Claude M. Steele





Claude M. Steele




Claude M. Steele is a former professor at Stanford University who is now executive vice chancellor and provost at the University of California, Berkeley.

The above is from the website of Smith College, where Steele's Book Whistling Vivaldi: And Other Clues To How Stereotypes Affect Us has been chosen for the 2014 Summer Read Program for first year students.

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“The problem is that the pressure to disprove a stereotype changes what you are about in a situation. It gives you an additional task. In addition to learning new skills, knowledge, and ways of thinking in a schooling situation, or in addition to trying to perform well in a workplace like the women in the high-tech firms, you are also trying to slay a ghost in the room, the negative stereotype and its allegation about you and your group. You are multitasking, and because the stakes involved are high--survival and success versus failure in an area that is important to you--this multitasking is stressful and distracting.

...And when you realize that this stressful experience is probably a chronic feature of the stetting for you, it can be difficult for you to stay in the setting, to sustain your motivation to succeed there. Disproving a stereotype is a Sisyphean task; something you have to do over and over again as long as your are in the domain where the stereotype applies. Jeff seemed to feel this way about Berkeley, that he couldn't find a place there where he could be seen as belonging. When men drop out of quantitative majors in college, it is usually because they have bad grades. But when women drop out of quantitative majors in college it usually has nothing to do with their grades. The culprit, in their case, is not their quantitative skills but, more likely, the prospect of living a significant portion of their lives in a domain where they may forever have to prove themselves--and with the chronic stress that goes with that.

This is not an argument against trying hard, or against choosing the stressful path. There is no development without effort; and there is seldom great achievement, or boundary breaking, without stress. And to the benefit of us all, many people have stood up to these pressures...The focus here, instead, is on what has to be gotten out of he way to make these playing fields mere level. People experiencing stereotype threat are already trying hard. They're identified with their performance. They have motivation. It's the extra ghost slaying that is in their way.”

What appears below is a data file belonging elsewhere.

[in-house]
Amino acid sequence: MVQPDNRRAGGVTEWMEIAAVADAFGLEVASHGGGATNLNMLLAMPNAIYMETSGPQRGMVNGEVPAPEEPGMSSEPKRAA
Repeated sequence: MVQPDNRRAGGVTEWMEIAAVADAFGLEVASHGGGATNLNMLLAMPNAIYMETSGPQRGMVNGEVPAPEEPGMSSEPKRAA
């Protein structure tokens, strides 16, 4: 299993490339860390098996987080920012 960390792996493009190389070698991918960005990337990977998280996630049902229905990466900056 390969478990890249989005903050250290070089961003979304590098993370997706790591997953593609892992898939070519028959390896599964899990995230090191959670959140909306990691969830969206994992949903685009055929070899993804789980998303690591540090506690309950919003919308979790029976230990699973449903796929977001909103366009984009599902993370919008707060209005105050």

Claude M. Steele, Whistling Vivaldi: And Other Clues to How Stereotypes Affect Us

“Some years ago, two social psychologists, Edward Jones and Richard Nisbett, argued that when it comes to explaining people's behavior-something like achievement problems, for example there is a big difference between the "observer's perspective"-the perspective of a person observing the behavior-and the "actor's perspective"-the perspective of a person doing the behavior. As observers, Jones and Nisbett said, we're looking at the actor, the person doing the behavior we are trying to explain. Thus the actor dominates our literal and mental visual field, which makes the circumstances to which he is responding less visible to us. In the resulting picture in our minds, the actor sticks out like a sore thumb and the circumstances to which he is responding are obscured from view. Jones and Nisbett held that this picture causes a bias when we try to explain the actor's behavior. We emphasize the things we can see. We emphasize things about the actor-characteristics, traits, and so on-that seem like plausible explanations for her behavior. And we deemphasize, as causes of her behavior, the things we can't see very well, namely, the circumstances to which she is adapting.”
Claude M. Steele, Whistling Vivaldi: And Other Clues to How Stereotypes Affect Us

“Many students go through "imposter syndrome" as they try to assimilate into a professional culture.”
Claude M. Steele, Whistling Vivaldi: And Other Clues to How Stereotypes Affect Us

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